One of the first such machines was designed by Edward Hebern. He created an electro-mechanical contraption that became known as the Hebern rotor machine. The machine was built by connecting the mechanical parts of a standard typewriter with the electrical parts of an electric typewriter, and putting a scrambling unit in the middle. It used a single rotor, in which the secret key is embedded in a rotating disc. The key encoded a substitution table. Every time a key was pressed on the keyboard, the output would be the ciphertext. This also rotated the disc by one notch and a different table would then be used for the next plaintext character.
The Hebern rotor machine was eventually broken by using letter frequencies. It is, however, the first example of a class of machines known as rotor machines – the most famous of which was the Enigma machine. Invented by German engineer Arthur Scherbius in 1918, the Enigma was a defining moment in modern cryptography. And cracking it was a defining moment in the history of the world.
The Enigma Machine might look like an ordinary typewriter, but the reality is far more complex.
The basic design of Scherbius’s invention is similar to Hebern’s design in many ways, but with some important additions: the plugboard and extra rotors in the scrambling unit.
To work the Enigma machine, you press a key on the keyboard. This generates an electric signal, which is then sent through to the plugboard. The plugboard consists of 26 pairs of sockets. It swaps pairs of letters before they enter the scrambling unit. For example, entering the letter B sends the electrical signal through the scrambling unit that would have otherwise been the path for the letter A, and vice versa.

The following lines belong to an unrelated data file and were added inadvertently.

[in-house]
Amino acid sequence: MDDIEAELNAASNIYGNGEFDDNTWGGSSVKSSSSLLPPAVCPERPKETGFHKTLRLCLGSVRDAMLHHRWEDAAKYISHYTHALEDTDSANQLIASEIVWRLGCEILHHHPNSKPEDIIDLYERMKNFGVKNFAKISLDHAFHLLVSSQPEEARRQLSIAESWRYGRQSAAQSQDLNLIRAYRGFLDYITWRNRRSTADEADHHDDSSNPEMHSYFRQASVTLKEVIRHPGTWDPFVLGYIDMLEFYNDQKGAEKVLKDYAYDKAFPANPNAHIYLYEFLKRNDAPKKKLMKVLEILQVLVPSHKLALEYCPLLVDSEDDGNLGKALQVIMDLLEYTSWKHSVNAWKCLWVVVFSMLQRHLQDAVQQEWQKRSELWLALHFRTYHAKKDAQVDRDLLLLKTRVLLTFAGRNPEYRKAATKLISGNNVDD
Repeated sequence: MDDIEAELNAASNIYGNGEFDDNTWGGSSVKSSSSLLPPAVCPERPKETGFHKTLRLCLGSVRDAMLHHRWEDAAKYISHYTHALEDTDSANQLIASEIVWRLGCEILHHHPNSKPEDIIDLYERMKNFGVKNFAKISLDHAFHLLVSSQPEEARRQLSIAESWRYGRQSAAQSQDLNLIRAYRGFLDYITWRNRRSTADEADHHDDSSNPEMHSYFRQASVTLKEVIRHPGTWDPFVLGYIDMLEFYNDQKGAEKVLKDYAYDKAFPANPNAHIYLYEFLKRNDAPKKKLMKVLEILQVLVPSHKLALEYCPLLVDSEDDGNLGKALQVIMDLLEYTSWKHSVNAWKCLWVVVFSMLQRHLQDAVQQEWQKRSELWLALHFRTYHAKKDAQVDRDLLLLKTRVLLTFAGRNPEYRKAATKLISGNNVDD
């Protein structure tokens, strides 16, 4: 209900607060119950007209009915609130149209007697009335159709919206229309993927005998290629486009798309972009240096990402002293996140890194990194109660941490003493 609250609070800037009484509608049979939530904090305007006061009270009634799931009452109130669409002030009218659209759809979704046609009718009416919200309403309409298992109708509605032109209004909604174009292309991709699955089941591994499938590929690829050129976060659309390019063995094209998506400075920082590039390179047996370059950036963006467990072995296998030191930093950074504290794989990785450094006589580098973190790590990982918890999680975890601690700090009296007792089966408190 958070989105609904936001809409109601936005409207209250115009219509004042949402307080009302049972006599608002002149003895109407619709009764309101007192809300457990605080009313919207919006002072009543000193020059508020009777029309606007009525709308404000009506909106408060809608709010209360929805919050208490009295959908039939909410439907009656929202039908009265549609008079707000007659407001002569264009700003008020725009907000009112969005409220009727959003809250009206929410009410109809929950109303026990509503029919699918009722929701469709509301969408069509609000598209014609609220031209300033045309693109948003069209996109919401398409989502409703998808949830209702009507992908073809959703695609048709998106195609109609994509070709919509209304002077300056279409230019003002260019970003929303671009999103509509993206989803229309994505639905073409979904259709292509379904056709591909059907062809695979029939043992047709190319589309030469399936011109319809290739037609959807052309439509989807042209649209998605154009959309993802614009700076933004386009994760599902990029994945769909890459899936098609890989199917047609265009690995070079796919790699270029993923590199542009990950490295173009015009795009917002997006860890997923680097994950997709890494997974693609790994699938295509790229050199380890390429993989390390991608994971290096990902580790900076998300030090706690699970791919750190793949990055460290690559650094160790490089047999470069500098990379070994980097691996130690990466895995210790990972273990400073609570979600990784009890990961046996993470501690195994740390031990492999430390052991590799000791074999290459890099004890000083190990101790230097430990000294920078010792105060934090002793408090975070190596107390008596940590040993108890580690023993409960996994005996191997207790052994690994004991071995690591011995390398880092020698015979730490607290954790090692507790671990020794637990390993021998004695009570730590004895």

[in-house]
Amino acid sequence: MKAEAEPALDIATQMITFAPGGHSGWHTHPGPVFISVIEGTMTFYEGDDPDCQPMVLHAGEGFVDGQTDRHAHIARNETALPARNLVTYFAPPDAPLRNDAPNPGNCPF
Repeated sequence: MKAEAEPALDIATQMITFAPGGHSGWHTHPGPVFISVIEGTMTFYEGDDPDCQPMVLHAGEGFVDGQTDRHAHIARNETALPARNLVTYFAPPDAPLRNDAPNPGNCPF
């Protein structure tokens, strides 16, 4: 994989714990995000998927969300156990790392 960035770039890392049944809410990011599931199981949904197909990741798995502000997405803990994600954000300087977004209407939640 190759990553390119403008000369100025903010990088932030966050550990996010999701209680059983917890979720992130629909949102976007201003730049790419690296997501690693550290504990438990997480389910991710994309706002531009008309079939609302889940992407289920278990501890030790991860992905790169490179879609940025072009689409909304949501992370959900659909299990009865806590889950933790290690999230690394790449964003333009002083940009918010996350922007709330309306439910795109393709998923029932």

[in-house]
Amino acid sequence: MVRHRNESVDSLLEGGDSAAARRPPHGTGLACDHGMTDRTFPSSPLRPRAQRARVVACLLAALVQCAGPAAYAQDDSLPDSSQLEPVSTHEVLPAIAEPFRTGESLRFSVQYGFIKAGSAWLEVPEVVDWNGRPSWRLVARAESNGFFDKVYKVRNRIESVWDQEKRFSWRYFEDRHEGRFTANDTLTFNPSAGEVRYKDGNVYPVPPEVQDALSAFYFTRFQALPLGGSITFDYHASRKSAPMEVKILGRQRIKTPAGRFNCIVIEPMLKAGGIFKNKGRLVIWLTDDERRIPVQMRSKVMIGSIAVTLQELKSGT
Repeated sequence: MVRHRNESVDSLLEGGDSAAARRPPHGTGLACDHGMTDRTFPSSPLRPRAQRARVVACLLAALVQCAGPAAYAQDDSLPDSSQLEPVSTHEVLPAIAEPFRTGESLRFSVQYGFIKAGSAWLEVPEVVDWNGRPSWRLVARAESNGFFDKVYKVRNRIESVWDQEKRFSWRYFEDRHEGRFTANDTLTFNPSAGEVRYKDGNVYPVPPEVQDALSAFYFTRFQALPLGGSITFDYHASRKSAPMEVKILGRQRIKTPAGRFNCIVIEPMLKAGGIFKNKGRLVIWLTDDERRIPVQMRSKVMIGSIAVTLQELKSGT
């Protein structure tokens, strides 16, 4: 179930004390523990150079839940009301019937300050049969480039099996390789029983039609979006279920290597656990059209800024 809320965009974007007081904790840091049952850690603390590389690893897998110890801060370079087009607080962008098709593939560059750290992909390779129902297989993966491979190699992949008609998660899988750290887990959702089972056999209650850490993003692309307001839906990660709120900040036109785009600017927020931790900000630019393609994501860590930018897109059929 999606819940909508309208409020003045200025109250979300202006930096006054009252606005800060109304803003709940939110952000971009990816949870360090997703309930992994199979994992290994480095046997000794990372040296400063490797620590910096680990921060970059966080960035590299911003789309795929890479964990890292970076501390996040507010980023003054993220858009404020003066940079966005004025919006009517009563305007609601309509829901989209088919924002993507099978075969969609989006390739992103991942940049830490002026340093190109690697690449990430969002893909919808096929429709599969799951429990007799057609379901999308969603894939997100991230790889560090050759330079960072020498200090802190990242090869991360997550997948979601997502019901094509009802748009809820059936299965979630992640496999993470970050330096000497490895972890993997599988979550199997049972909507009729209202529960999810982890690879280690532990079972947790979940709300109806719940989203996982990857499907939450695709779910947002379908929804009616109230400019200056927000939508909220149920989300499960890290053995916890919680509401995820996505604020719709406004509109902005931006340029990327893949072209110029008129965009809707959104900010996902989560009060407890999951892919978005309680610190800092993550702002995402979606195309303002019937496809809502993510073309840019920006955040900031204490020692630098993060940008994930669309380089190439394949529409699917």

The signal is then sent to the scrambling unit. This consists of three rotors moving at different speeds, each with a gauge displaying numbers from 1 to 26. The electric signal passes through them, changing the number in the gauge next to it as they rotate. This means there are more than 17,000 different combinations before the encryption process repeats itself. To improve it even further, Scherbius made the scramblers removable and interchangeable, which increases security by a factor of 6. The signal then goes through a reflector, which sends the signal back again, before finally lighting up one of the output letters and producing your ciphertext.
It was World War II when Enigma really gained its fame. For additional security, the German military services usually double-encrypted their messages by first substituting original text with code words and then enciphering the encoded text. But the Germans were overconfident about its security and used it to encode almost all of their secret messages. They used it so much, in fact, that once it was cracked, the impact on their operations was devastating.
Cracking the code the dawn of the digital age
During the 1930s, Poland’s Marian Rejewski built the first “Bombe” – an electromechanical machine that copied Enigma’s process to brute-force test potential encryption keys until it got the right one. When Germany invaded Poland in September 1939, the Polish shared their findings with the UK. Their work allowed the cryptanalysts at Bletchley Park, such as Alan Turing, to finally crack the Enigma ciphers.
British cryptanalysts at Bletchley Park also managed to break the Lorentz cipher, which was arguably at least equal in significance to Enigma as Hitler used the Lorentz cipher to communicate with his generals. This would also have long standing repercussions for tech.
Lorentz was another electromechanical machine, though in this case it used a teleprinter. Teleprinters are based on the 32-symbol Baudot code, rather than the alphabet. The Baudot code output consists of five channels, each of which is a stream of bits which can be represented as no-hole or hole, 0 or 1, dot or cross. In order to mechanise the codebreakers’ breakthrough, Max Newman designed the very first programmable electronic computer, which Tommy Flowers built it in 1943. They named the computer Colossus.
The computer has arrived, bringing with it the ability to crack codes of unprecedented velocity faster than ever before. From this came the creation of blockchain and cryptocurrency.